Search Results for Tag: Climate
The Greenland Ice Blog
Greenland is a key area in the global climate process. The Greenland Ice Sheet is the largest body of freshwater ice in the northern hemisphere. In recent years it has become very clear that global warming is causing the ice sheet to lose mass. Increased melting and ice discharge would have major consequences for global sea level. The warming climate is also already having a considerable impact on the lifestyle of the people of Greenland.
During the next few weeks the Ice Blog will be written from an expedition to Greenland, beginning with a visit to Zackenberg Research Station in remote North Eastern Greenland. Zackenberg is an ecosystem research and monitoring facility at 74°30’N/21°W. The station is owned by the Greenland Home Rule and is operated by the National Environmental Research Institute.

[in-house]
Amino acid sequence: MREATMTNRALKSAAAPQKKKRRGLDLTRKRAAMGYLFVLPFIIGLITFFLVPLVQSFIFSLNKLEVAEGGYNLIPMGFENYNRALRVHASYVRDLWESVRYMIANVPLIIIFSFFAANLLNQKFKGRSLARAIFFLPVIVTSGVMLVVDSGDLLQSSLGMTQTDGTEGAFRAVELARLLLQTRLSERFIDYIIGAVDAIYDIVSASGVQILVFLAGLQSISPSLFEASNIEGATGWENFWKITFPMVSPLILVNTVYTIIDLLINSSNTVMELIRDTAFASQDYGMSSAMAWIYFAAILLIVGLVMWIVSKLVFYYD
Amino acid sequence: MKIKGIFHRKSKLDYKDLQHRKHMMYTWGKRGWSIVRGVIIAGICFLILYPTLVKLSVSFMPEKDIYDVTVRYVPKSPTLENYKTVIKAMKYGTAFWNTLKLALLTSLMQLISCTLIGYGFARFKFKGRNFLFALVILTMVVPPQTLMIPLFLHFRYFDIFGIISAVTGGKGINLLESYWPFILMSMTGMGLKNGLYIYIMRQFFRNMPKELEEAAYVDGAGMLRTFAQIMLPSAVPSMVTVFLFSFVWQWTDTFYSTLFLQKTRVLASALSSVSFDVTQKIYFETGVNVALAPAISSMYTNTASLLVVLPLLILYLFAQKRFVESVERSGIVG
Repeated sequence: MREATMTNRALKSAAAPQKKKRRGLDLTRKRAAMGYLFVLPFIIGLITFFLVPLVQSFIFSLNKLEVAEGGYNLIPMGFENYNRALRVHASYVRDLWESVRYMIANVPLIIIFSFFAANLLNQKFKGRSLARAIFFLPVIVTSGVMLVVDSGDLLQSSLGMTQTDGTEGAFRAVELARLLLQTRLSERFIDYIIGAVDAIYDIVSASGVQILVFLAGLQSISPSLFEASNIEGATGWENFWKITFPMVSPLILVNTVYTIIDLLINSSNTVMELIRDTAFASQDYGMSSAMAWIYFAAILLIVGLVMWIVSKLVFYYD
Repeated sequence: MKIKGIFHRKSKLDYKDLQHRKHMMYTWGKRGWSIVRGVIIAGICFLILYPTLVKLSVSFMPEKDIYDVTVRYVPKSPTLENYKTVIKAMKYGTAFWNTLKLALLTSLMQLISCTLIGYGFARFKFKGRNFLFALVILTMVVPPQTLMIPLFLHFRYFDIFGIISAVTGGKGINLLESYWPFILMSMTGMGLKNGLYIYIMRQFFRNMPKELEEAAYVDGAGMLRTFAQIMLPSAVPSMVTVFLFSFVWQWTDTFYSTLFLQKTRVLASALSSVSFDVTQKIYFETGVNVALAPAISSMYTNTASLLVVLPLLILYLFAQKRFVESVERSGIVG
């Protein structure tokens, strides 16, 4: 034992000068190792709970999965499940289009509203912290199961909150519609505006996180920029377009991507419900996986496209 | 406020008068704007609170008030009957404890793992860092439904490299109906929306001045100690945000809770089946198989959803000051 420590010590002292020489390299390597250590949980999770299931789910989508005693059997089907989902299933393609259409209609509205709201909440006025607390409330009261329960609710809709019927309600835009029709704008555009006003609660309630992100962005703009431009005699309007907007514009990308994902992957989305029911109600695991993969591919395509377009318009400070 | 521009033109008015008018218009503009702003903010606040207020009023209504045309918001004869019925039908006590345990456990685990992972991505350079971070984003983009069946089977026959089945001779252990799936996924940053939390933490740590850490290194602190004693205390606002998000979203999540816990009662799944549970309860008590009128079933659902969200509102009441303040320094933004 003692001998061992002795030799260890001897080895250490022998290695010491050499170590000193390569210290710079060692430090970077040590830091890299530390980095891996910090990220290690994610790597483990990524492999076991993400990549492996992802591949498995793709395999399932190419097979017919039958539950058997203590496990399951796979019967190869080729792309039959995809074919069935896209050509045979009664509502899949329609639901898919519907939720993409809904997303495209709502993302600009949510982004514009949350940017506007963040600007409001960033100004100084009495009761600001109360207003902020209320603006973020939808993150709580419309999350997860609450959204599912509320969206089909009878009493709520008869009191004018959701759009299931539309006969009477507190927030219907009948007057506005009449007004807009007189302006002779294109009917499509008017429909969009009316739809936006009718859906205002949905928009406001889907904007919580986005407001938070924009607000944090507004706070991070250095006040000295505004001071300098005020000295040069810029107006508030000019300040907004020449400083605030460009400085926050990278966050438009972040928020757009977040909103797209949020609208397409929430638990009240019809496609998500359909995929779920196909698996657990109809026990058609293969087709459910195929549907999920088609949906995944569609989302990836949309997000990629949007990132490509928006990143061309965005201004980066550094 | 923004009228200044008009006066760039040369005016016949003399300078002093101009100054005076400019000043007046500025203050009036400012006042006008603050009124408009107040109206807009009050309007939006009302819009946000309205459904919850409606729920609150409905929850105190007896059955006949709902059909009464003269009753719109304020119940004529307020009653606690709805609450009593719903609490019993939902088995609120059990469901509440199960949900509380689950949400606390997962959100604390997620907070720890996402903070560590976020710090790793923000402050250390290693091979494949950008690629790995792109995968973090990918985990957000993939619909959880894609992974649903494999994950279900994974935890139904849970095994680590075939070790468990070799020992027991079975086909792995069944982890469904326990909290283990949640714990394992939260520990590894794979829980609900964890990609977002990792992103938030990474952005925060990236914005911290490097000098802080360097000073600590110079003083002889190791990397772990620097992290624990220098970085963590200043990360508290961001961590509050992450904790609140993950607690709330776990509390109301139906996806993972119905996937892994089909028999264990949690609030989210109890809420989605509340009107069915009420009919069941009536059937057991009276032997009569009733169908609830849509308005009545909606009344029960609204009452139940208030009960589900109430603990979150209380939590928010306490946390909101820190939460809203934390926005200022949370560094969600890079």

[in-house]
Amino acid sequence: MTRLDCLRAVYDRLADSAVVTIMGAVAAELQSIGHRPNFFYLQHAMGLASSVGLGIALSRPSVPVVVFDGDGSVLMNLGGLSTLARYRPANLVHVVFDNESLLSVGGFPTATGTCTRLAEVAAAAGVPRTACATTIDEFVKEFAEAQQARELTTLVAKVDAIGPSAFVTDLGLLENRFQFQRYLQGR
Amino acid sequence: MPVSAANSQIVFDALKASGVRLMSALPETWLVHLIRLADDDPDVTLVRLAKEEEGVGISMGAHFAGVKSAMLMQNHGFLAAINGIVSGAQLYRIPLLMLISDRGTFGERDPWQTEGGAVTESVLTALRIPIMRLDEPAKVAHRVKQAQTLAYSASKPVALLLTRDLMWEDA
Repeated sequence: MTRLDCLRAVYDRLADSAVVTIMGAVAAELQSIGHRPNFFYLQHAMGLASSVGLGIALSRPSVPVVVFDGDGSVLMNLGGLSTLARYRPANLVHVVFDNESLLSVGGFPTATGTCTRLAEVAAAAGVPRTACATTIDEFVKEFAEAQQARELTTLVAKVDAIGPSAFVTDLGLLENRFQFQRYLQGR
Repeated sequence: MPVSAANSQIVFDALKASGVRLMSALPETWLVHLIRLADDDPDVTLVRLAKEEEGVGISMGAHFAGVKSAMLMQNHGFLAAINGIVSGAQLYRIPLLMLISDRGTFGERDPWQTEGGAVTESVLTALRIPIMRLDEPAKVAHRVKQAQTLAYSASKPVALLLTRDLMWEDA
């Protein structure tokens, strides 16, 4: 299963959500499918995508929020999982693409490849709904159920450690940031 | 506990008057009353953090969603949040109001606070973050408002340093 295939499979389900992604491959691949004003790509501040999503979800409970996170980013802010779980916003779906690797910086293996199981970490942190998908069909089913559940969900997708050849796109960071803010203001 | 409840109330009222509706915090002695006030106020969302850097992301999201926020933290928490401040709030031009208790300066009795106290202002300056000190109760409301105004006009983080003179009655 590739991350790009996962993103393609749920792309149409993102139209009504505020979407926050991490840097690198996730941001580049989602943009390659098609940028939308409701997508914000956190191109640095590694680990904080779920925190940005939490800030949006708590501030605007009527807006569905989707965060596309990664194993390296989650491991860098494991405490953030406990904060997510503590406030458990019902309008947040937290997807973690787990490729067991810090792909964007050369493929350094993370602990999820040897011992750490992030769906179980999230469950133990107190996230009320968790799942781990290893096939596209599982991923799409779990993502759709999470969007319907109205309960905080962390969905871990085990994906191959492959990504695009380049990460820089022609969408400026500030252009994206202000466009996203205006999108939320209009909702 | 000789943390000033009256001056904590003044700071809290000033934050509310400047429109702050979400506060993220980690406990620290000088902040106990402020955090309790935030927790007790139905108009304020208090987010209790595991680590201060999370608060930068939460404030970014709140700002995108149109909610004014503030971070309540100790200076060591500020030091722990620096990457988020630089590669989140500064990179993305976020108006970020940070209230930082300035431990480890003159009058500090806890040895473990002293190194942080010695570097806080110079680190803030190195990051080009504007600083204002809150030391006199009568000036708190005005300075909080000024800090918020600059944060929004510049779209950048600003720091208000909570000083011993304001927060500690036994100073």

The Ice Blogger will also be visiting the interior ice sheet and the coastal glaciers, finding out first hand about the work of scientists monitoring climate change and its effects, the latest research results, and the implications both for the people of Greenland and for the rest of the world.
Deutsche Welle’s Ice Blog is part of an international broadcasting collaboration to mark the International Polar Year, partly founded by the National Science Foundation. I am extremely grateful to the NSF, Moira Rankine of Soundprint Media Inc. USA who coordinates the international project and my own organisation Deutsche Welle for making all this possible.
DateJuly 10, 2009 | 9:30 am
No, the Ice Blog has not Melted…
People have been asking why there have be no ice blog entries for a few weeks. Sorry, but I have been out of action. Yes, I know, we missed lots of opportunities to talk about the latest climate change developments, from international politics to alarming sea ice measurements and a record number of species under threat. But – sadly – these problems will stay with us for quite some time to come, so we’ll still have plenty of opportunities for debate.